Successful egress from an inverted seaplane into the water is only the beginning of the survival process. The pilot may be the only person who understands the effects of cold water, even water only a few degrees cooler than normal body temperature, on the human body. Seaplane accidents that occur even on small bodies of water may mean a wait for rescue, especially if the location is remote. Furthermore, even if the evacuees make it to shore fairly quickly after submersion, they may still have to deal with the effects of cold temperatures even if it is just evaporative effect. Especially for seaplanes operating into remote areas, operators should consider stocking the seaplane with survival gear appropriate for the operation. The survival kit should be assembled in one container that is leakproof, easily accessible, and, preferably, floatable. Some Alaskan and Canadian operators attach a rope and a float to the survival kit to allow for easier recovery once everyone has exited the aircraft. This has proved quite successful in emergency situations in some of North America's harshest terrain.
a. Hypothermia. Cold water (less than 70 degree F) lowers body temperature rapidly, creating a condition called hypothermia. Hypothermia means that the body's inner core temperature has begun to descend significantly below the body's norm of 98.6 degree F. A drop of only three or four degrees in body temperature could overload the heart, impair circulation, and lead to irreversible brain damage. (Hypothermic persons generally lose consciousness and drown before these effects can occur.)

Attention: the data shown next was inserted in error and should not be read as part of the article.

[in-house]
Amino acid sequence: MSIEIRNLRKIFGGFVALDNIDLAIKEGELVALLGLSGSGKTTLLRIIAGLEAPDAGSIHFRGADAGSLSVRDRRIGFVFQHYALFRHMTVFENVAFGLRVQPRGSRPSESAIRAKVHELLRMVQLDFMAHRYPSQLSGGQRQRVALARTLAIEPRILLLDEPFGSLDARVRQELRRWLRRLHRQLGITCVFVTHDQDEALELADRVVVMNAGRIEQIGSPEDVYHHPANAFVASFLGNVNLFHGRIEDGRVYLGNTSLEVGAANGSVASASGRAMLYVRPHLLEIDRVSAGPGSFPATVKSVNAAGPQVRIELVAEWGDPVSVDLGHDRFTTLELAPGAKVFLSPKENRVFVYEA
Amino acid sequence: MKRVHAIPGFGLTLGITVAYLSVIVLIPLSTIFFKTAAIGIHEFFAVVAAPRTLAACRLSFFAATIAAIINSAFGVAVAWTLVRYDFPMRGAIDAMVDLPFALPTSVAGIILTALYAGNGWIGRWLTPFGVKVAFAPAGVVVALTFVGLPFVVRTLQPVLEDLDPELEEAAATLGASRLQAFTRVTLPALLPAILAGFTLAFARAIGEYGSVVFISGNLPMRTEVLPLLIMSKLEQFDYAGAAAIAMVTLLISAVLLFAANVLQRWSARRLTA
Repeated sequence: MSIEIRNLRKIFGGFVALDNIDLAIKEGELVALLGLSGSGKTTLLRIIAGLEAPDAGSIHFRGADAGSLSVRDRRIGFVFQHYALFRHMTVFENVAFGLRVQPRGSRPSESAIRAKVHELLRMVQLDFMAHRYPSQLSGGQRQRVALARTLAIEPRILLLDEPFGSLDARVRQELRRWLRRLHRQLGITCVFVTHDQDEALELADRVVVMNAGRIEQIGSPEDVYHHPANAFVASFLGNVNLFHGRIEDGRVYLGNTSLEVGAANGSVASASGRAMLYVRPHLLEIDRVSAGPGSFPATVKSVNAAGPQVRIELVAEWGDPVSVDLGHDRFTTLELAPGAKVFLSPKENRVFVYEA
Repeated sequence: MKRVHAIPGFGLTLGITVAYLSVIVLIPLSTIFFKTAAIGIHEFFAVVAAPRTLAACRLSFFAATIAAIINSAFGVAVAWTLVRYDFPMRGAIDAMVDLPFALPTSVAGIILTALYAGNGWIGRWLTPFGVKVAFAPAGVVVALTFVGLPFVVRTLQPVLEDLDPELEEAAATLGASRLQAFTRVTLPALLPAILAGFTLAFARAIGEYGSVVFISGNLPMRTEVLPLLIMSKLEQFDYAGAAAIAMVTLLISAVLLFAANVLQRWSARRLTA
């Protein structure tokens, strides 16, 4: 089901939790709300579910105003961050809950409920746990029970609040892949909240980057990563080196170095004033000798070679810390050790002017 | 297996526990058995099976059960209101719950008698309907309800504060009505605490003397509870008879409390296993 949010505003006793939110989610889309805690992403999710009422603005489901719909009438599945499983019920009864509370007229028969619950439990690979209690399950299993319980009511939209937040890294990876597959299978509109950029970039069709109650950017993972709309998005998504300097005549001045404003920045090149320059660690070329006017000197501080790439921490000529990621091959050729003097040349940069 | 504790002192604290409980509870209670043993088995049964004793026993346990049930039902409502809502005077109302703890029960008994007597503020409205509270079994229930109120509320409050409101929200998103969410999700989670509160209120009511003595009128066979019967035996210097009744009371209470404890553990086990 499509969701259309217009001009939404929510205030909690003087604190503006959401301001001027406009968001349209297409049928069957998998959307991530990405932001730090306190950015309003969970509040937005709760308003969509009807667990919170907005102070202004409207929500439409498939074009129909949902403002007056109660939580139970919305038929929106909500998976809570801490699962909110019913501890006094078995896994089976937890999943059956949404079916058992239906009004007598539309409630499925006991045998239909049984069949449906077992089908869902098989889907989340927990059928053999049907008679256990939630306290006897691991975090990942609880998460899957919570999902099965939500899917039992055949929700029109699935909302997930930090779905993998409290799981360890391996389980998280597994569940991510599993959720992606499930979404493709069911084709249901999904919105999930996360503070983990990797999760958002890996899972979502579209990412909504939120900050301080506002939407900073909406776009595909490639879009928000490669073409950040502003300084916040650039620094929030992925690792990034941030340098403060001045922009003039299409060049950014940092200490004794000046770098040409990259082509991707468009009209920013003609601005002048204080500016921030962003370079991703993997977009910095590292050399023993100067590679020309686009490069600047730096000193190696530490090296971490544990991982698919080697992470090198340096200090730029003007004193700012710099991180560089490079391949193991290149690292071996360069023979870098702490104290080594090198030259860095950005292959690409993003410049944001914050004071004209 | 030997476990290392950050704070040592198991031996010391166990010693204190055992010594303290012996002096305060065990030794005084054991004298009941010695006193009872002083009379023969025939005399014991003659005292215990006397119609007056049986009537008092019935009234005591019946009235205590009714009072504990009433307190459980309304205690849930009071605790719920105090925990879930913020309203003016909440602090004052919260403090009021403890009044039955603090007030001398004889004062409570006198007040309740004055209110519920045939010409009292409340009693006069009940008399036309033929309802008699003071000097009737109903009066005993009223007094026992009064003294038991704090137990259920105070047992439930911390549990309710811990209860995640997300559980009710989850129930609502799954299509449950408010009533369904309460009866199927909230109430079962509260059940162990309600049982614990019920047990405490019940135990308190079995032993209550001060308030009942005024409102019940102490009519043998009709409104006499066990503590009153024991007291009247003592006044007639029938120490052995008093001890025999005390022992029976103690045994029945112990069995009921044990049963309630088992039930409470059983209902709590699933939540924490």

(1) Even though a person may be wearing a life jacket-type life preserver, the body cools down 25 times faster in cold water than in cold air. Water temperature, body size, amount of body fat, and movement in the water are all factors that play a part in how quickly a person becomes hypothermic and, therefore, in that person's survival. Generally, small people cool down faster than larger people; children cool down faster than adults.
(2) Flotation gear can still help a person stay alive longer in cold water because they allow the person to float without expenditure of energy; i.e., the person's movement in the water can be used exclusively for moving toward shore rather than trying to stay afloat. Flotation gear also protects the upper torso somewhat from the effects of cold water. For example, a snug-fitting life vest would be more effective in keeping the upper torso warm than a loose fitting one or a seat cushion used as flotation gear.
b. Effects of Hypothermia. The exact nature of the hypothermic process
is not yet fully understood. The following table provides some indication
of the onset of unconsciousness and the expected time of survival in water
of specific temperatures.
*Information from Underwriters Laboratory, Inc.
c. Handling Victims of Hypothermia. A hypothermic person requires special attention, and rescue personnel (and this could be the operators personnel who have no medical training) should be aware of the following guidelines on how to handle victims of hypothermia.
(1) Lack of movement does not mean dead. Rescue personnel should make no assumptions based only on the victim's appearance, touch, or absence of a discernible pulse or breathing. In deep hypothermia it is not always possible to make an on-site determination whether a person is still alive. Some medical experts believe that deep hypothermia places the body in a state similar to hibernation, where brain and other organ functions become depressed, therefore requiring less oxygen from a reduced bloodflow. Some victims have been revived, but the extent of injury or damage from the hypothermia has varied.
(2) Rescuers should NOT warm the victim externally, such as by immersion in warm water or by applying heat directly to the body. Rescuers should cover exposed skin with a blanket and provide shelter but should avoid abrupt temperature changes in the victim's immediate environment. The rescuers should arrange for transport to a medical facility as soon as possible.
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